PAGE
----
The Cat Rescuers: Fighting for Felines

These four New Yorkers are on a mission to save cats
December 3, 2018 Updated: December 3, 2018

NEW YORK—There are an estimated 500,000 stray and feral cats in New York, and without intervention, the population will continue to grow.

To combat the problem, which has largely gone unaddressed by the city, four New Yorkers from diverse backgrounds are working independently for a common cause. Simply put, they’re trying to find friendly stray cats new homes, help sick cats, and neuter and return the feral cats.

Their work was recently profiled in the documentary “The Cat Rescuers,” which shows just how difficult, yet personally rewarding their task is.

The Epoch Times spoke to the four volunteers to find out more about what they do and why they do it.

Sassee

Latonya “Sassee” Walker is a 49-year-old resident of Canarsie, Brooklyn. She works as an ACI biller during the day. Eight years ago she began moonlighting as a cat rescuer.

“The reason why is because I started seeing kittens after kittens and hearing the fights outside of my window, and started paying attention to my surroundings, and it became very depressing,” Walker said.

After complaining about it to everyone she knew, someone told her about a class to learn how to trap feral cats, so she took the class and took action.

an injured feral
Latonya “Sassee” Walker with an injured feral cat. (Rob Fruchtman and Steve Lawrence)

She and the other volunteers practice what is called “trap, neuter, return,” or TNR for short. Walker sets up a simple trap, and once she catches a feral cat she brings it to an animal clinic to have it neutered. After the procedure the cat’s left ear is clipped to indicate it has been neutered, and the feline is released back to where it was found. Sometimes it can take her hours or even days to trap a cat.

When she sees a stray, whether it’s friendly or feral, she has a visceral reaction. “[I’m] mad at first. I’m always upset,” she said.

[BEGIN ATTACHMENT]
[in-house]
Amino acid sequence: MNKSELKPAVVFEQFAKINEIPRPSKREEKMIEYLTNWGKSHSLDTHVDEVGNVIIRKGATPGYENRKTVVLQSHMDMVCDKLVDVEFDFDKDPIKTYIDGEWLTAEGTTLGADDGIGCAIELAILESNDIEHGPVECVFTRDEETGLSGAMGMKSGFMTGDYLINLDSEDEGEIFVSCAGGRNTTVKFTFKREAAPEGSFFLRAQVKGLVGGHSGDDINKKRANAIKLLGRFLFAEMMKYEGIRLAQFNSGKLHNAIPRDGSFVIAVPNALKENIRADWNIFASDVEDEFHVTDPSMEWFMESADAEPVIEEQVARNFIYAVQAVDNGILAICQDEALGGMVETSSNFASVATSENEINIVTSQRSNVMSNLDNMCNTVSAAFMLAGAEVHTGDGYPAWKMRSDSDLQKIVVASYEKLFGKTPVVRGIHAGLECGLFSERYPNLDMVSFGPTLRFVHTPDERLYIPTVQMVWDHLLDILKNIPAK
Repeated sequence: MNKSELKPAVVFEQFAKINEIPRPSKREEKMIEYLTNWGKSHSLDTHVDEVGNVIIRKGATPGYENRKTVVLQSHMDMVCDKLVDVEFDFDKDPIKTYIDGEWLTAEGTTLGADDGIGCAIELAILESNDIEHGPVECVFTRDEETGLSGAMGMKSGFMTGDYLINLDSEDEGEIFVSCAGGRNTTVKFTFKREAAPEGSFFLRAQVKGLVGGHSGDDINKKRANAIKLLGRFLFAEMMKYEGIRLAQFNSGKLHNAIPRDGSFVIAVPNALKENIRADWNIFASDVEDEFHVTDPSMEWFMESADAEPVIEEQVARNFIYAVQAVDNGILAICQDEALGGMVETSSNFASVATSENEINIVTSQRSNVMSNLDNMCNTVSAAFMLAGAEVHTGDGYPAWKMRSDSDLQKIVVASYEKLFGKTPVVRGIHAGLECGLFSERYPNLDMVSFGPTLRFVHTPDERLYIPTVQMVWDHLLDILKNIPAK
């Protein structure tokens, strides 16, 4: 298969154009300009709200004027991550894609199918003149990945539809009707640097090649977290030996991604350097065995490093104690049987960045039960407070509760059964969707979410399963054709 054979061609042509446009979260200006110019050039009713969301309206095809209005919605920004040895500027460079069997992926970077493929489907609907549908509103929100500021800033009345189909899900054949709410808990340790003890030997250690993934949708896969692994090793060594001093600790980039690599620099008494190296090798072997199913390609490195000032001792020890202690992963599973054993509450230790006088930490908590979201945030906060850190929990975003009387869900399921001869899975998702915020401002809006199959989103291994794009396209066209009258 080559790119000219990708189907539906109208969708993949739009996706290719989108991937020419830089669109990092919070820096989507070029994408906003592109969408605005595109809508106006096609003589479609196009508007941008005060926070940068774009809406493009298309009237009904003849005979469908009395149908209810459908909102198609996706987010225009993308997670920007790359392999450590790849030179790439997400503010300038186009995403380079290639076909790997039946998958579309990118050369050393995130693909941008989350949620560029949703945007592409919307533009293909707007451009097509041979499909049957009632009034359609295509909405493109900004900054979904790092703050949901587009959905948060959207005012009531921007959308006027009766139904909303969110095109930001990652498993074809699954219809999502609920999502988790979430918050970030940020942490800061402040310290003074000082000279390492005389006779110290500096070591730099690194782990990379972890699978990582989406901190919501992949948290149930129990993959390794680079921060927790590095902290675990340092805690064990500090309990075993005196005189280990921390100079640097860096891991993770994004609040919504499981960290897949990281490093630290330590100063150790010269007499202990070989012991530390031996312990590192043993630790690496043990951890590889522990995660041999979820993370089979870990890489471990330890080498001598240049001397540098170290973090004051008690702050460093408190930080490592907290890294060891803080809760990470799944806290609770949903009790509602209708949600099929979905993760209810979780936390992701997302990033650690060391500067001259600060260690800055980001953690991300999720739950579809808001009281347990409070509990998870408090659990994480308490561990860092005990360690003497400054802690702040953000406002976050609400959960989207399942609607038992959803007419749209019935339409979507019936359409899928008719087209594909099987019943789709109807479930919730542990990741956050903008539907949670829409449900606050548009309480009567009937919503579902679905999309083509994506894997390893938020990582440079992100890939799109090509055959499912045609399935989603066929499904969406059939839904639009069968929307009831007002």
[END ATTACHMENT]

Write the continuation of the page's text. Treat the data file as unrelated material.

She hopes to reach more people in her neighborhood to raise awareness about resources available to them to prevent cats from ending up on the streets in the first place.

Walker recognizes she’s involved in a large undertaking, but she finds her work rewarding.

“I can’t save every cat, but the one cat that I save is everything to him,” Walker said.

Tara

Tara Green is a registered nurse, but once her shift ends another one begins. Green has always loved cats, and once she saw a colony of pregnant cats in Brooklyn she knew she had to get involved.

One in six cats Green comes across is a friendly cat that has been abandoned. She fosters the friendlies and puts them up for adoption. She also has a network of people who help her with fostering the cats, and she has found homes for almost 300 felines this year she estimates. Green takes great care with the adoptions, and will check the home beforehand to make sure the cat will live in a friendly, safe home.

Cloudy with Green
A cat named Cloudy warming up to Tara Green. (Rob Fruchtman and Steve Lawrence)

The cats that are older or unable to be adopted she takes into her own home. For the feral cats she encounters, she employs the TNR system.

The most rewarding part of Green’s work is when she finds a friendly cat that she can save, and seeing cats recovering and responding with gratitude to being rescued. Many of the friendlies she finds are very sick, and otherwise not taken care of.